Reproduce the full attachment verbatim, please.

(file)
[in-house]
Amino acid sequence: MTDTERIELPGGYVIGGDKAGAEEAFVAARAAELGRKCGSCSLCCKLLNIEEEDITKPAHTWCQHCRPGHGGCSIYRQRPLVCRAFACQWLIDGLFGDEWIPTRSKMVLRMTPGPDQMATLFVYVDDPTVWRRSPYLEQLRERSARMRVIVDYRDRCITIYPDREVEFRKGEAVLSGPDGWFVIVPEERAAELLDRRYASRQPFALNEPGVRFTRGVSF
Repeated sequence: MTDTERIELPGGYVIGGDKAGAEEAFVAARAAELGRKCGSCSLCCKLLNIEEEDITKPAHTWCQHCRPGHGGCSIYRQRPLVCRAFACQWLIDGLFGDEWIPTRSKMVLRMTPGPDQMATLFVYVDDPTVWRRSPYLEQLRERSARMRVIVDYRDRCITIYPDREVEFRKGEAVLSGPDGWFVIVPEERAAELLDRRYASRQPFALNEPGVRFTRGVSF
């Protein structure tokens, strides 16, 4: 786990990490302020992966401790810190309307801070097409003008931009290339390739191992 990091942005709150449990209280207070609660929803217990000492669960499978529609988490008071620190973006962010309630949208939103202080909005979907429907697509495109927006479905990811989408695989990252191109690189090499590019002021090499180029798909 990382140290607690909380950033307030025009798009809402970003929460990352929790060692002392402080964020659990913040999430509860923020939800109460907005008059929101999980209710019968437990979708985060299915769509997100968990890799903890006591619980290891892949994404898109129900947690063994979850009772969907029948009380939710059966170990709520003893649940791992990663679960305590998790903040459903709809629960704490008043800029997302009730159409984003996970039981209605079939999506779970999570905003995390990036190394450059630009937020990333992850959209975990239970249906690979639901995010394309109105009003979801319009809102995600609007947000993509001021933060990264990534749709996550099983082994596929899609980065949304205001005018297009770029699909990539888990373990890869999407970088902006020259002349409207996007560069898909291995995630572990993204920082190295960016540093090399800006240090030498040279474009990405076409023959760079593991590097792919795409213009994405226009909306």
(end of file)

[in-house]
Amino acid sequence: MTDTERIELPGGYVIGGDKAGAEEAFVAARAAELGRKCGSCSLCCKLLNIEEEDITKPAHTWCQHCRPGHGGCSIYRQRPLVCRAFACQWLIDGLFGDEWIPTRSKMVLRMTPGPDQMATLFVYVDDPTVWRRSPYLEQLRERSARMRVIVDYRDRCITIYPDREVEFRKGEAVLSGPDGWFVIVPEERAAELLDRRYASRQPFALNEPGVRFTRGVSF
Repeated sequence: MTDTERIELPGGYVIGGDKAGAEEAFVAARAAELGRKCGSCSLCCKLLNIEEEDITKPAHTWCQHCRPGHGGCSIYRQRPLVCRAFACQWLIDGLFGDEWIPTRSKMVLRMTPGPDQMATLFVYVDDPTVWRRSPYLEQLRERSARMRVIVDYRDRCITIYPDREVEFRKGEAVLSGPDGWFVIVPEERAAELLDRRYASRQPFALNEPGVRFTRGVSF
């Protein structure tokens, strides 16, 4: 786990990490302020992966401790810190309307801070097409003008931009290339390739191992 990091942005709150449990209280207070609660929803217990000492669960499978529609988490008071620190973006962010309630949208939103202080909005979907429907697509495109927006479905990811989408695989990252191109690189090499590019002021090499180029798909 990382140290607690909380950033307030025009798009809402970003929460990352929790060692002392402080964020659990913040999430509860923020939800109460907005008059929101999980209710019968437990979708985060299915769509997100968990890799903890006591619980290891892949994404898109129900947690063994979850009772969907029948009380939710059966170990709520003893649940791992990663679960305590998790903040459903709809629960704490008043800029997302009730159409984003996970039981209605079939999506779970999570905003995390990036190394450059630009937020990333992850959209975990239970249906690979639901995010394309109105009003979801319009809102995600609007947000993509001021933060990264990534749709996550099983082994596929899609980065949304205001005018297009770029699909990539888990373990890869999407970088902006020259002349409207996007560069898909291995995630572990993204920082190295960016540093090399800006240090030498040279474009990405076409023959760079593991590097792919795409213009994405226009909306």